García Márquez has said in interviews that his characteristic storytelling style is the style of his grandmother, and that some of his best characters are patterned after his grandfather, whom he calls the most important figure in his life. Discussing literary influences, he has acknowledged his debt to Franz Kafka, William Faulkner, and Ernest Hemingway—all of whom lie behind the style of No One Writes to the Colonel.
Although García Márquez is a novelist, working within that genre’s basically mimetic pattern, his style is that of the modern romancer; it is lyric rather that realistic, highly polished and self-conscious rather than concerned only with mere external reality. His characters exist not in an “as-if” real world, but rather in a purely fictional world of his own making—a combination of the folklore conventions of his South American heritage and the realism of the great modernist writers. The result is that reality is seen as more problematic and inexplicable than everyday experience would suggest.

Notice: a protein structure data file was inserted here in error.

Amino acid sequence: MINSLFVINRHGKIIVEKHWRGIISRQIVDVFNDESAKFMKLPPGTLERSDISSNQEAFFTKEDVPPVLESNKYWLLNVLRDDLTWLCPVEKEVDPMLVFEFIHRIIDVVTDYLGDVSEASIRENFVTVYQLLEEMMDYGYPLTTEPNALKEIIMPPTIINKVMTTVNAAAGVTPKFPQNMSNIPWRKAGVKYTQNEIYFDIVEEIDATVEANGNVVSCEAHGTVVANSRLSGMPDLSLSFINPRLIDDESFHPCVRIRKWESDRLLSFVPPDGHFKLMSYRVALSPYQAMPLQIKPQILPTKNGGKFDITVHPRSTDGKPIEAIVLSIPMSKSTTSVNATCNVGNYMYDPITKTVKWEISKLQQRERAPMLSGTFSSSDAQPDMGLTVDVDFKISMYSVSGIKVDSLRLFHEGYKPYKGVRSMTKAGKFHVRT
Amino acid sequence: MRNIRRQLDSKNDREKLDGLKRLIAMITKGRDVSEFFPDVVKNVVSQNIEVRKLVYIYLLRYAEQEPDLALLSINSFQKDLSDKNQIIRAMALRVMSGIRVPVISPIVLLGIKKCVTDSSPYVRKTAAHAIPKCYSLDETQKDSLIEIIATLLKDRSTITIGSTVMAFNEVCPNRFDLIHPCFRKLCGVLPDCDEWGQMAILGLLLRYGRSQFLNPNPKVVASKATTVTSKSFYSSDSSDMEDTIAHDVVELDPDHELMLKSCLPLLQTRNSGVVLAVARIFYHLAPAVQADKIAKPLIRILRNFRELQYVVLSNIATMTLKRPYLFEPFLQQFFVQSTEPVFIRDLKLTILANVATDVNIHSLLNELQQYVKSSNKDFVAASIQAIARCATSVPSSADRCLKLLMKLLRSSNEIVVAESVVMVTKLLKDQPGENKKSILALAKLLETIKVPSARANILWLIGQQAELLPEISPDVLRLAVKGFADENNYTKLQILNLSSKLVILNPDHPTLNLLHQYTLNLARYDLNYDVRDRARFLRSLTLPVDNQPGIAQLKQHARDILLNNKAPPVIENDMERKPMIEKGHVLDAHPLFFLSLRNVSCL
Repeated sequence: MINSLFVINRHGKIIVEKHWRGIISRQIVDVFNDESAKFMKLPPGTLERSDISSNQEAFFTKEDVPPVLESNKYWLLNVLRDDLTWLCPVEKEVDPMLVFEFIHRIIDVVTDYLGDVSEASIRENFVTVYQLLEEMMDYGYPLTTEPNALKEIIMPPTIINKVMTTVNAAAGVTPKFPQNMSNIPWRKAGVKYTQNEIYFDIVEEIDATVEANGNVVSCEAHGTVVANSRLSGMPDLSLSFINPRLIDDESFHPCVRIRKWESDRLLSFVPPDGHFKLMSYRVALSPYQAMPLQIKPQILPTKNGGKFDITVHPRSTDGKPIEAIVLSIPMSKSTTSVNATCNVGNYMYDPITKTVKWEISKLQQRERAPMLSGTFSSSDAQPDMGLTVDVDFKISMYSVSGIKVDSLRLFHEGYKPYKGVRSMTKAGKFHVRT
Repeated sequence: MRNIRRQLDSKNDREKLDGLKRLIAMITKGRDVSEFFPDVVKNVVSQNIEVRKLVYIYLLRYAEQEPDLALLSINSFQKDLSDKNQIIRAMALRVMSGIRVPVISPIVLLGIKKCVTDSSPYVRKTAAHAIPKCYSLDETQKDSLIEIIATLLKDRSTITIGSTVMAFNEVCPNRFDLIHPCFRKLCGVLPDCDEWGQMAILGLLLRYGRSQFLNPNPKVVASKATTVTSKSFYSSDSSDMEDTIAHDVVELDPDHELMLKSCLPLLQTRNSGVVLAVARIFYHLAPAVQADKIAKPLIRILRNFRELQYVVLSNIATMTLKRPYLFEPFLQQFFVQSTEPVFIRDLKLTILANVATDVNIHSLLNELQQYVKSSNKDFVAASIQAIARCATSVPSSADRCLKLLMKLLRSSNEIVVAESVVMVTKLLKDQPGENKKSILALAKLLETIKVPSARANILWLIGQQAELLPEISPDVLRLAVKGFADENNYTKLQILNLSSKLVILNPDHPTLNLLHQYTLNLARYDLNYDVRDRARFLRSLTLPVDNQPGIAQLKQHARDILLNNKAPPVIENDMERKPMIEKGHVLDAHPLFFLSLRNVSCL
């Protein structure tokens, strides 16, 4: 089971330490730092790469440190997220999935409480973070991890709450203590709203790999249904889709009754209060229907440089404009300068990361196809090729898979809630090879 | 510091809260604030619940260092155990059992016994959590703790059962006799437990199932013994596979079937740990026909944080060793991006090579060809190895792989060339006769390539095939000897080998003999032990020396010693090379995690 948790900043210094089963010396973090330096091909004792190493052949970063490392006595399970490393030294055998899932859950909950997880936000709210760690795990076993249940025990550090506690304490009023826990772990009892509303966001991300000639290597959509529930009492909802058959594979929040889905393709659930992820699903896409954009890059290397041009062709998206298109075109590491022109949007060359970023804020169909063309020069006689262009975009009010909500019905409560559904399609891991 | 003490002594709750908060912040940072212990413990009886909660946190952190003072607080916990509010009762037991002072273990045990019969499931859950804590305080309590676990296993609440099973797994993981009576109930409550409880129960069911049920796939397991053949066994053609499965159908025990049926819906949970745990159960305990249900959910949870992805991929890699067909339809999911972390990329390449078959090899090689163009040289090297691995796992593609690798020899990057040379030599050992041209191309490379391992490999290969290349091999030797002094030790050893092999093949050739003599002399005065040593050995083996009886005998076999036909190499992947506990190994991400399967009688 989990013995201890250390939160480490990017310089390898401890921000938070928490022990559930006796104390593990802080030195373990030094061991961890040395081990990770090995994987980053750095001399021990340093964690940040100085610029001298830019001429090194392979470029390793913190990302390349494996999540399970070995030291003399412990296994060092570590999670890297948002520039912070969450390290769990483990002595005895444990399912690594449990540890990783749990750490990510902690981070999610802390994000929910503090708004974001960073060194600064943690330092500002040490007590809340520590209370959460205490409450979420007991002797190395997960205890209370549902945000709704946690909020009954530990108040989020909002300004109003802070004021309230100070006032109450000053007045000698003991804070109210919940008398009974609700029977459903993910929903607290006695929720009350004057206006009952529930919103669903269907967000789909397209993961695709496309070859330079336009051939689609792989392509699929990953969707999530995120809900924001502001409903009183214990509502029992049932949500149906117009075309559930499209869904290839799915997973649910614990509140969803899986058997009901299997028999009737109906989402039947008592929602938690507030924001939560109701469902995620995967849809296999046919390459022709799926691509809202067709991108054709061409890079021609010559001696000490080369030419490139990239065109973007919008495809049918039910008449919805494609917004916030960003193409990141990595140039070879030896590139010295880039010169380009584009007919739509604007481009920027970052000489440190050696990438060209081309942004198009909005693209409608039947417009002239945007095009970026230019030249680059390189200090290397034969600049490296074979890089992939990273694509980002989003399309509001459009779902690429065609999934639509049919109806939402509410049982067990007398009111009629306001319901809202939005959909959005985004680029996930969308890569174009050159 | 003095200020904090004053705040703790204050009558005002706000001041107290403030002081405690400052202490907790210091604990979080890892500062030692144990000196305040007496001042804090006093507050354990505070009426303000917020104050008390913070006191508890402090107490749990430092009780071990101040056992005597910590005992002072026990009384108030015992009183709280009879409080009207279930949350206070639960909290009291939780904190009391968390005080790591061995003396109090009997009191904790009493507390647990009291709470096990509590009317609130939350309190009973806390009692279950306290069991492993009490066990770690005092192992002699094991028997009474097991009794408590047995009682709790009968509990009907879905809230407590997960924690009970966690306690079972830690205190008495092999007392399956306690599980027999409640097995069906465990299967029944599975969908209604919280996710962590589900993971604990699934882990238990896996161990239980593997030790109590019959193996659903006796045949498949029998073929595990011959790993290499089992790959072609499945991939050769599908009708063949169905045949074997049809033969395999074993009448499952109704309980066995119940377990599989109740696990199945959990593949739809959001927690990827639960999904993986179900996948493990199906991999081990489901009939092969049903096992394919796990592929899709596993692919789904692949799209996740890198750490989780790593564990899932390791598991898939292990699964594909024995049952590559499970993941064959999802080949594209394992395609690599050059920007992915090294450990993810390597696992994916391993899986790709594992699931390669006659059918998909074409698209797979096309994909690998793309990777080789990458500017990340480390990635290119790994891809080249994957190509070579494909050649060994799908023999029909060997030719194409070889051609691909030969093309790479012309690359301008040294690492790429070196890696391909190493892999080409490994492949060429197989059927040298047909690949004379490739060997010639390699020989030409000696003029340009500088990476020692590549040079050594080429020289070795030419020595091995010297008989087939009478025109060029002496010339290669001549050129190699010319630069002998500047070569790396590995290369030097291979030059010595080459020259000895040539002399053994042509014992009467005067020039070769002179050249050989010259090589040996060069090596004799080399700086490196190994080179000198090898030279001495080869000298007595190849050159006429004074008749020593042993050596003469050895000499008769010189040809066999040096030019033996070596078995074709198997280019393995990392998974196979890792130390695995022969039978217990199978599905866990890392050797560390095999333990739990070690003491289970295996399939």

That his fictions take place in a political culture that seems unstable and adrift is not so thematically important as the fact that this unorganized social world makes possible his exploration of reality as governed by inexplicable forces. Thus, his characters, deprived of the props of established social order, have only their most elemental and primal virtues to sustain them. He is a metaphysical and poetic writer, not a propagandist or a social realist.
García Márquez, primarily because of the popular and critical reception of One Hundred Years of Solitude, is perhaps the best-known writer in the Latin American explosion of talent that has taken place since the 1960’s. Others in this modern tradition are Julio Cortázar, Carlos Fuentes, and José Donoso—all of whom have created their own version of a Kafkaesque modernist world which has fascinated general readers and critics alike. No One Writes to the Colonel is a minor masterpiece in this tradition, a precursor to the complexity and control of One Hundred Years of Solitude.